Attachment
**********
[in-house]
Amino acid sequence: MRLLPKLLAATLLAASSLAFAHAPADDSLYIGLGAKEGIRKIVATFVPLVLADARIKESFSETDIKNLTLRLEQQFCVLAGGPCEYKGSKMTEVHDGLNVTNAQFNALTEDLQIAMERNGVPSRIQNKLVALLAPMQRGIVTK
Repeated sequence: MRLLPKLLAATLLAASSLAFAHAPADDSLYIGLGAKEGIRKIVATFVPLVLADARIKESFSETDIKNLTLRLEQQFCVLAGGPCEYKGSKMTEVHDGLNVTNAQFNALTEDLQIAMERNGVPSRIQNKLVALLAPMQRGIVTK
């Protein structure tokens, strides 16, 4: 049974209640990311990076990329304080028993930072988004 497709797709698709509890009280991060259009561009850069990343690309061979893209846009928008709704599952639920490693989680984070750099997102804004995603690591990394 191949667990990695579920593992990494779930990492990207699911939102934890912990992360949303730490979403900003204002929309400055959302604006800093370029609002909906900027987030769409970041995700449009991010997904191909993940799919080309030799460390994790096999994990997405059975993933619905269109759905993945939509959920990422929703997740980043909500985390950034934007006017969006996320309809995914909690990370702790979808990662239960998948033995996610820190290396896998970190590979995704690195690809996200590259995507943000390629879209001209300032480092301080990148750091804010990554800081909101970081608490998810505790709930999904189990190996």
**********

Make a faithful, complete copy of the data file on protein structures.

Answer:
[in-house]
Amino acid sequence: MRLLPKLLAATLLAASSLAFAHAPADDSLYIGLGAKEGIRKIVATFVPLVLADARIKESFSETDIKNLTLRLEQQFCVLAGGPCEYKGSKMTEVHDGLNVTNAQFNALTEDLQIAMERNGVPSRIQNKLVALLAPMQRGIVTK
Repeated sequence: MRLLPKLLAATLLAASSLAFAHAPADDSLYIGLGAKEGIRKIVATFVPLVLADARIKESFSETDIKNLTLRLEQQFCVLAGGPCEYKGSKMTEVHDGLNVTNAQFNALTEDLQIAMERNGVPSRIQNKLVALLAPMQRGIVTK
């Protein structure tokens, strides 16, 4: 049974209640990311990076990329304080028993930072988004 497709797709698709509890009280991060259009561009850069990343690309061979893209846009928008709704599952639920490693989680984070750099997102804004995603690591990394 191949667990990695579920593992990494779930990492990207699911939102934890912990992360949303730490979403900003204002929309400055959302604006800093370029609002909906900027987030769409970041995700449009991010997904191909993940799919080309030799460390994790096999994990997405059975993933619905269109759905993945939509959920990422929703997740980043909500985390950034934007006017969006996320309809995914909690990370702790979808990662239960998948033995996610820190290396896998970190590979995704690195690809996200590259995507943000390629879209001209300032480092301080990148750091804010990554800081909101970081608490998810505790709930999904189990190996």